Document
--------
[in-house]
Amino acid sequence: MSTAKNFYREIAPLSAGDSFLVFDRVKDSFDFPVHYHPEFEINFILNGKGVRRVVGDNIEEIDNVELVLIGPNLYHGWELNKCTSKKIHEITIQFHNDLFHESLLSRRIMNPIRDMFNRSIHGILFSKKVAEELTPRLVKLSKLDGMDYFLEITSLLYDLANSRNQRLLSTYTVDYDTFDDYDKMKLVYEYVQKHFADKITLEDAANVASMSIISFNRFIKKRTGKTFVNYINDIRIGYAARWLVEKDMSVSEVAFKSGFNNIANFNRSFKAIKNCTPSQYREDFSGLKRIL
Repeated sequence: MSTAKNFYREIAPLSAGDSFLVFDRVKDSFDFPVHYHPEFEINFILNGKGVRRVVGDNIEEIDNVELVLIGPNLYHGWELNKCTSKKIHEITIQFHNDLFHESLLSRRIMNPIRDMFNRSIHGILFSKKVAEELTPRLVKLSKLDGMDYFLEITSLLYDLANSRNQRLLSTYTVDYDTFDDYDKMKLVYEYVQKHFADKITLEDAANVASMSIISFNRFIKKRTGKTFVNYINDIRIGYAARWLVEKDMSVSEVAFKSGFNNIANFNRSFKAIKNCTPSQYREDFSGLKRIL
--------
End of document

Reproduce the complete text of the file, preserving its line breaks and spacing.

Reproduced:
[in-house]
Amino acid sequence: MSTAKNFYREIAPLSAGDSFLVFDRVKDSFDFPVHYHPEFEINFILNGKGVRRVVGDNIEEIDNVELVLIGPNLYHGWELNKCTSKKIHEITIQFHNDLFHESLLSRRIMNPIRDMFNRSIHGILFSKKVAEELTPRLVKLSKLDGMDYFLEITSLLYDLANSRNQRLLSTYTVDYDTFDDYDKMKLVYEYVQKHFADKITLEDAANVASMSIISFNRFIKKRTGKTFVNYINDIRIGYAARWLVEKDMSVSEVAFKSGFNNIANFNRSFKAIKNCTPSQYREDFSGLKRIL
Repeated sequence: MSTAKNFYREIAPLSAGDSFLVFDRVKDSFDFPVHYHPEFEINFILNGKGVRRVVGDNIEEIDNVELVLIGPNLYHGWELNKCTSKKIHEITIQFHNDLFHESLLSRRIMNPIRDMFNRSIHGILFSKKVAEELTPRLVKLSKLDGMDYFLEITSLLYDLANSRNQRLLSTYTVDYDTFDDYDKMKLVYEYVQKHFADKITLEDAANVASMSIISFNRFIKKRTGKTFVNYINDIRIGYAARWLVEKDMSVSEVAFKSGFNNIANFNRSFKAIKNCTPSQYREDFSGLKRIL